I wrote about these aggressive actions to tilt the playing field even more in the favor of these special interests in the recently concluded Louisiana General Assembly in my last diary, Louisiana Assembly caters to Big Business and Big Insurance over Louisiana Citizens

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Big Business and Big Insurance have not been shy about moving the ball in Louisiana to limit their exposure to litigation and claims for wrong doing in Louisiana.  And making the right campaign contributions can certainly be cheaper than paying up for their liabilities if they do it right.  They had an awfully aggressive session in this year’s Louisiana General Assembly, using the local state chamber, LABI (Louisiana Association of Business and Industry), and the U.S. Chamber of Commerce to front their special interests at the expense of Louisiana citizens.

During the recent legislative session, these insurance and business funded special interest advocacy groups used their lobbying clout to fight local Louisiana governmental bodies, Louisiana Attorney General Buddy Caldwell and consumers that use legal funding, all at the behalf of Big Business and Big Insurance.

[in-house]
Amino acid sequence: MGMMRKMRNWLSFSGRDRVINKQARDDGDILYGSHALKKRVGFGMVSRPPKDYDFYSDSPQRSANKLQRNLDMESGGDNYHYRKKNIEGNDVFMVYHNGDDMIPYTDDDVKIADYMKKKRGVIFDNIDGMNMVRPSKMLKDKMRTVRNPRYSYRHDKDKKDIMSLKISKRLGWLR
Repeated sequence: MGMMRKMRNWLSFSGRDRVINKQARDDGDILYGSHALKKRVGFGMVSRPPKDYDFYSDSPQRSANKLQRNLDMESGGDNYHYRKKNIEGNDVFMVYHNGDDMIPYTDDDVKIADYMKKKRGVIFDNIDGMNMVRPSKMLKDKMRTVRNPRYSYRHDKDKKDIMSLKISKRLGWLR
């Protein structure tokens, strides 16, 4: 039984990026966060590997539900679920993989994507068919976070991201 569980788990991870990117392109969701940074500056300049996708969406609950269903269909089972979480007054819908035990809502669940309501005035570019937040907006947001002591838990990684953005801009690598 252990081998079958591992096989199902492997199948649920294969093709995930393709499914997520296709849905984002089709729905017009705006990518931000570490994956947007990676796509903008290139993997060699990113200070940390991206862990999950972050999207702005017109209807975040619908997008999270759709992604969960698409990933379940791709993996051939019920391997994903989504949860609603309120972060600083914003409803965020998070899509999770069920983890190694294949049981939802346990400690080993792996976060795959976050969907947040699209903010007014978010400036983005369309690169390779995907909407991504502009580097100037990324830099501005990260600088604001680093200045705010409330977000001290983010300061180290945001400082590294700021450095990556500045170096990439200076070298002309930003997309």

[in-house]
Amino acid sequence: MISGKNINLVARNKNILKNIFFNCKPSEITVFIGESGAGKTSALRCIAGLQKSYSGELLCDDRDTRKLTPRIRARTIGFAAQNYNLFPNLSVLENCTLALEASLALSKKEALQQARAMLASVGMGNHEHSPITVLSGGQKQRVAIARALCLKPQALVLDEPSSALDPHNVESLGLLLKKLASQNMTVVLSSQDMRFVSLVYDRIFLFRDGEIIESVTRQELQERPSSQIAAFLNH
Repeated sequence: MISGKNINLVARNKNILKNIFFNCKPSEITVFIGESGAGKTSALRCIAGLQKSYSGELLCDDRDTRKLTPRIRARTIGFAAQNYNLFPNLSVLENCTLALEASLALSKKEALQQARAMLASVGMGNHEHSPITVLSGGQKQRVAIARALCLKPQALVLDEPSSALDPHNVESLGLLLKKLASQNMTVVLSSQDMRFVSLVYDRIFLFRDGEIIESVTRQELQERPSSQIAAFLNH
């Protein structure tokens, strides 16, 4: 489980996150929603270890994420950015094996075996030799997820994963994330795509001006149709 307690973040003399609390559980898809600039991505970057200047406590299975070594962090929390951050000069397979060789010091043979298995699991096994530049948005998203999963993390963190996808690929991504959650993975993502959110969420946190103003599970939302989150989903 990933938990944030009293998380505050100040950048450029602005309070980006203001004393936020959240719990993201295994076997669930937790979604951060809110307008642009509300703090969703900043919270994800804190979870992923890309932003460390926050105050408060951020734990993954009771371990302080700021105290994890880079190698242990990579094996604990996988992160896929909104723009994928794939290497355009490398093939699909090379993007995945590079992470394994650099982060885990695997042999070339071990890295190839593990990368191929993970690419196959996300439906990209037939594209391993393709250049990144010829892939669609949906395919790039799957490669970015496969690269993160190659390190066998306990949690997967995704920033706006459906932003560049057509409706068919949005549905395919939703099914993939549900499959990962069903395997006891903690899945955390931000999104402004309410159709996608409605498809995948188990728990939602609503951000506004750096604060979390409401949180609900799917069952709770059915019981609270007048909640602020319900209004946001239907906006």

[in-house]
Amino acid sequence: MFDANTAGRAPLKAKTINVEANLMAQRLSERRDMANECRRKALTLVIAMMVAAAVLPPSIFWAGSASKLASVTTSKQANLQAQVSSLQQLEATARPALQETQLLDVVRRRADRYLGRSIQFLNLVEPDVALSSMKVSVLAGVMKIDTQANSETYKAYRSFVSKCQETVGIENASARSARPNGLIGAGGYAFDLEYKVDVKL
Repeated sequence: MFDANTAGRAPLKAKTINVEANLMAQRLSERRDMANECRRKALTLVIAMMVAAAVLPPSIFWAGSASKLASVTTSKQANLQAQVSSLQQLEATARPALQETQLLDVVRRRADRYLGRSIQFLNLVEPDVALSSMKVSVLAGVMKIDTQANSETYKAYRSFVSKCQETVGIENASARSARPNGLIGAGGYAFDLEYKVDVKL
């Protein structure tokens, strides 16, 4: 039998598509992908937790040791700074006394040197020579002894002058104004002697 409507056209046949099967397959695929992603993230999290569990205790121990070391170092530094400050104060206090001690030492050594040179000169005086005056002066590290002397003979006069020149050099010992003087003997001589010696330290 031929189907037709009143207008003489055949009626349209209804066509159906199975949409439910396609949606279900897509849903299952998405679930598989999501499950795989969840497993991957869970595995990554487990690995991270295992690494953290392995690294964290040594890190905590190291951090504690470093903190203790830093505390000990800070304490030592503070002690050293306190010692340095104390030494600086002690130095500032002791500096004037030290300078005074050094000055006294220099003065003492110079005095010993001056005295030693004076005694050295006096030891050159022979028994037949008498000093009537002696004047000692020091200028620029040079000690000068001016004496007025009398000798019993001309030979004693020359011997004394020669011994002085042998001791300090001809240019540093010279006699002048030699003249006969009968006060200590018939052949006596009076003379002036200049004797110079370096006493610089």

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Former Georgia Attorney General Thurbert Baker of McKenna Long and Aldridge is a well paid and articulate advocate for the U.S. Chamber of Commerce.  So why does General Thurbert Baker neglect to disclose that he is a paid spokesman and lobbyist for the U.S. Chamber of Commerce and its Institute for Legal Reform (the U.S. Chamber of Commerce's Tort Reform arm) in their paid advocacy effort against consumer legal funding (or lawsuit lending as Thurbert Baker prefers to label it)?  He recently penned an editorial for The Advertiser in Lafayette, Louisiana, (link provided below) where true to form he discloses his law firm and past as a former Georgia Attorney General and State Rep, but fails to mention his paid relationship with the U.S. Chamber of Commerce.

Perhaps Thurbert Baker has concerns that disclosure might diminish his messaging that he is looking out to protect consumers?
Perhaps disclosing the truth that Thurbert Baker works for the same insurance companies that are defending themselves in the consumers' lawsuits might diminish his credibility?  
Perhaps Thurbert Baker assumes that the citizens of Louisiana and members of the Louisiana General Assembly already know about McKenna Long and Aldridge's billing rates and corporate clients?  
Perhaps Thurbert Baker feels the name Institute for Legal Reform sounds too Orwellian?
Perhaps people should know of Thurbert Baker's affiliation already because he took a selfie with U.S. Chamber of Commerce CEO Tom Donahue that went viral?